Before going any further, the title to a Los Angeles Times story was “Adele to have surgery to treat vocal cord hemorrhage. What is it?”
I sincerely hope that whomever her surgeon is knows not to perform surgery when the vocal cord is in the middle of a hemorrhage. You do the surgery when the hemorrhage is gone and the culprit blood vessel is left behind which likely is the reason for the hemorrhage happening in the first place.
What do I mean?
Normally, the vocal cords are pearly white without any vasculature. However, when a blood vessel is present in the vocal cords, they may look something like this:
The issue with a blood vessel within the vocal cord itself is that it fluctuates in size due to whether it is irritated from phono-trauma or even hormones. Such fluctuation in size causes the voice to change in pitch and quality on an hour to hour basis depending on how much swelling occurs. For a singer, it makes the voice unpredictable.
When the blood vessel becomes engorged and traumatized, it may even rupture leading to a vocal cord hemorrhage. Especially in a woman, the blood vessel may be more prone to hemorrhage during her menstrual cycle.
This is a dangerous situation for a singer because of their regular voice use and need to use it forcefully. However with too much force, the blood vessel may suddenly rupture (even in the middle of a performance) resulting in a hemorrhage into the vocal lining itself causing a sudden and complete loss of voice. There may even be mild pain associated with this occurrence.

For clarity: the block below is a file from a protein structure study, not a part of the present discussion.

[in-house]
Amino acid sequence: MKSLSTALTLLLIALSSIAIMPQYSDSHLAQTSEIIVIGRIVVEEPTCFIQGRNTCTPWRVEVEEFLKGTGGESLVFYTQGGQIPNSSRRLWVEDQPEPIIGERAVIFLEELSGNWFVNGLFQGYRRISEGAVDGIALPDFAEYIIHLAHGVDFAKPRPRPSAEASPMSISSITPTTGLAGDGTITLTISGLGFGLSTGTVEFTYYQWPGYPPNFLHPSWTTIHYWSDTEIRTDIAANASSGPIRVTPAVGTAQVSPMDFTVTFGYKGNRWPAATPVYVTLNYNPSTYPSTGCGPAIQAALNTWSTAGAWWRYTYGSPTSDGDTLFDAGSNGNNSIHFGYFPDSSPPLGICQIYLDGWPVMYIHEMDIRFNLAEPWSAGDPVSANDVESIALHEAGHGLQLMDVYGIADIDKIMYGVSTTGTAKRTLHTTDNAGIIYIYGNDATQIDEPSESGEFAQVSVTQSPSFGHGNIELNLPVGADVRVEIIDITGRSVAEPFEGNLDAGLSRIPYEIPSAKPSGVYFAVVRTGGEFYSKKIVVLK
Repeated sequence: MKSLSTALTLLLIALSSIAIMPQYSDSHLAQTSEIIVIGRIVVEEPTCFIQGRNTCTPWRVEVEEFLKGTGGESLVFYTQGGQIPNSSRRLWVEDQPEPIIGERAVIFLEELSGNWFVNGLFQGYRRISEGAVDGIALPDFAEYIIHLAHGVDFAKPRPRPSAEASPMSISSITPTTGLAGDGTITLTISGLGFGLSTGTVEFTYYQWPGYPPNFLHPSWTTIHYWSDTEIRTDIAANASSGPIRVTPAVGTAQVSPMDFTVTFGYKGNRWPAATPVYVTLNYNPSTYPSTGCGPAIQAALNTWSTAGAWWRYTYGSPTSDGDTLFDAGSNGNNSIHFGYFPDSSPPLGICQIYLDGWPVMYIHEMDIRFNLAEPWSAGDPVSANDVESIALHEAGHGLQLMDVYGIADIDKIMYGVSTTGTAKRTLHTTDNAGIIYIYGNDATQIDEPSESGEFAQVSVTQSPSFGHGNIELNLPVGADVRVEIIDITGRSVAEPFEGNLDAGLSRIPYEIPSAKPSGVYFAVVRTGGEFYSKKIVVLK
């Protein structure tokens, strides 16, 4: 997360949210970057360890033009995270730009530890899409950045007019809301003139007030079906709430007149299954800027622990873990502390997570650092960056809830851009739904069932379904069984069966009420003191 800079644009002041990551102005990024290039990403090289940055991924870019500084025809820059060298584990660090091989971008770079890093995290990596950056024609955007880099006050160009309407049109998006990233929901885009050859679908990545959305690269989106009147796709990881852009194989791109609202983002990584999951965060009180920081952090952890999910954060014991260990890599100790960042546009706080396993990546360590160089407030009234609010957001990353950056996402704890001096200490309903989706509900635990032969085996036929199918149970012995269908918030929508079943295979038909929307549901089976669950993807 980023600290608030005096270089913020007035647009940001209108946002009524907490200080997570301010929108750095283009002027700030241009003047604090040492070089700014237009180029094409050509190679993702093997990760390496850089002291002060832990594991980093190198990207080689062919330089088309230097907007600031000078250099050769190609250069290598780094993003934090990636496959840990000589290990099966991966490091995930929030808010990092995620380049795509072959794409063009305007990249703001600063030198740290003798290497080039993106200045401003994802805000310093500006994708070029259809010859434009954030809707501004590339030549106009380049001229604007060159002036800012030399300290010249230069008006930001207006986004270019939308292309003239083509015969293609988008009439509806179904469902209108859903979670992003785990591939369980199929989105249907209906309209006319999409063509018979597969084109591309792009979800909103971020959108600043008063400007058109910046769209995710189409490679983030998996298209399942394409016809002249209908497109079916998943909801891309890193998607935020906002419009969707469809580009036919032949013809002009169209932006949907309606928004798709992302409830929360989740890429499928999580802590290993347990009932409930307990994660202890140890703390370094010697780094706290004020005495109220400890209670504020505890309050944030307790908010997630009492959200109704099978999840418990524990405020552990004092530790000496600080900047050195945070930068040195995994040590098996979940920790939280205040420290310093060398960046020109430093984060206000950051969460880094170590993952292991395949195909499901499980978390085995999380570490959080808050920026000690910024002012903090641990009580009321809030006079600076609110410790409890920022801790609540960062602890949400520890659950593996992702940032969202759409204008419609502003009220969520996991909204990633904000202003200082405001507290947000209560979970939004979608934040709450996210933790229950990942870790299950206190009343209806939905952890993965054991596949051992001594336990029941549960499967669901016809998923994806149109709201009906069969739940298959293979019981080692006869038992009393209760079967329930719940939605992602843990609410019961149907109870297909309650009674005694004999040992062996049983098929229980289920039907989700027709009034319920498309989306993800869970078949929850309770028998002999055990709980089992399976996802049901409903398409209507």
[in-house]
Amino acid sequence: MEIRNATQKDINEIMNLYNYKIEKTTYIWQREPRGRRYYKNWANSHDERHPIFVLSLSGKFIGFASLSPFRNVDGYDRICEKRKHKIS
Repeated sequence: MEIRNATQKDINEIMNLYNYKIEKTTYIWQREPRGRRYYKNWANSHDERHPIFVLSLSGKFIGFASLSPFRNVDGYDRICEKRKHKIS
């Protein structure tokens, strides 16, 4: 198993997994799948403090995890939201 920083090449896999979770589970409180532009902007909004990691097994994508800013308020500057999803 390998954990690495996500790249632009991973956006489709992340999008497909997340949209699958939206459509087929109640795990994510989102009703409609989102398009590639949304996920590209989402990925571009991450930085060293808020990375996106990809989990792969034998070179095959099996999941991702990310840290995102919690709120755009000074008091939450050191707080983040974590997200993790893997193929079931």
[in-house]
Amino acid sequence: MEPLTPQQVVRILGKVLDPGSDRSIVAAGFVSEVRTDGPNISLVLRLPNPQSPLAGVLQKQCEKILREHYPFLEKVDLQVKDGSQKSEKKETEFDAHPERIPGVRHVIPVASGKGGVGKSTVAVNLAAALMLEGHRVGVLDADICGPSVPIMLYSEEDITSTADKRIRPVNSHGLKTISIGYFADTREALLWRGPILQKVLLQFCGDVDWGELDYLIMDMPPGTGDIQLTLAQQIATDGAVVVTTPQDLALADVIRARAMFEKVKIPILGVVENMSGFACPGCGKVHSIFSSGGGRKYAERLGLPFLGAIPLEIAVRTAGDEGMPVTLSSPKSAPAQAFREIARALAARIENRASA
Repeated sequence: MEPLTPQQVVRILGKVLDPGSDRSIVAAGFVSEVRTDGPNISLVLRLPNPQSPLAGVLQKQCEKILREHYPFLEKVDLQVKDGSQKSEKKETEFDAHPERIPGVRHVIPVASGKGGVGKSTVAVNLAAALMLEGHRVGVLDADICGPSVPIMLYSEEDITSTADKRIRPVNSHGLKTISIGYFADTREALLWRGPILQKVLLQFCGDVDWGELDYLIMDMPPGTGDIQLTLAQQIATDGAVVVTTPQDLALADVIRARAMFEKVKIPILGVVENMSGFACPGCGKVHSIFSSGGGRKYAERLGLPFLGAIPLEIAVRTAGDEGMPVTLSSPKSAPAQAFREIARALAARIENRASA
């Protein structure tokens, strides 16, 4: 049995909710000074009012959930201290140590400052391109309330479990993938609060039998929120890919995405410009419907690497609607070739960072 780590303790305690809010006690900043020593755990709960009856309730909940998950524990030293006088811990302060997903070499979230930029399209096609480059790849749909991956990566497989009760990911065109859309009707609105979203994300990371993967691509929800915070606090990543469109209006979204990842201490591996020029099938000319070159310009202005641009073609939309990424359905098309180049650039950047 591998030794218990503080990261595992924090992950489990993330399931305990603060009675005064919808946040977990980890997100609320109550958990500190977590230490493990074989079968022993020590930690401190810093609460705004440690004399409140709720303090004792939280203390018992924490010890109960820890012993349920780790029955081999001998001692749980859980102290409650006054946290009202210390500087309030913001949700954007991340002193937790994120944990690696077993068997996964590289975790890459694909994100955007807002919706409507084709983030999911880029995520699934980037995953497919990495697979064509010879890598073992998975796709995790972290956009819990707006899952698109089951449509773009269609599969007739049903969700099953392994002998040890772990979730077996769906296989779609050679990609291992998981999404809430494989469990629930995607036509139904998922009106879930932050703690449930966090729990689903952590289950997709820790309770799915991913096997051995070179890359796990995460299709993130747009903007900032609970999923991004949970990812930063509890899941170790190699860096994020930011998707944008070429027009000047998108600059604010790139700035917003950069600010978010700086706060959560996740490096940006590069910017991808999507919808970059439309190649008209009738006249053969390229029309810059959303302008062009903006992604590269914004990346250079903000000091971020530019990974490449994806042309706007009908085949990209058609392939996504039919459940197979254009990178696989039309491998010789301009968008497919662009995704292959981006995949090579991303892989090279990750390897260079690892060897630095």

To the right is a picture of a vocal cord hemorrhage. Note the entire vocal cord on one side (which is the patient’s right side for those in the know) is brilliant red indicative of the presence of blood throughout the cord.
How is this treated?
Initially during an acute vocal cord hemorrhage, strict voice rest is mandatory. With continued voice use, the patient risks abnormal healing that may result in a vocal cord polyp or vocal cord scarring. Along with strict voice rest, steroids are often prescribed to help reduce the inflammatory swelling that often occurs as well as minimize risk of scarring.
Unfortunately, though such treatment may resolve the hemorrhage, it will typically not get rid of the culprit blood vessel.
For that, surgical intervention is required.
Such surgical intervention is much like trying to get rid of varicose veins in the leg.
One option is to precisely cut it out. Watch a video on this approach (video shows a vocal cord mass removal, but just pretend the mass is a blood vessel as the approach is identical).
The other option is use of a laser which is typically what I recommend. Why? It is relatively non-invasive and I feel the risk of scarring to be less compared with excision (though not zero).
Christopher Chang is an otolaryngologist who blogs at Fauquier ENT Consultants blog.
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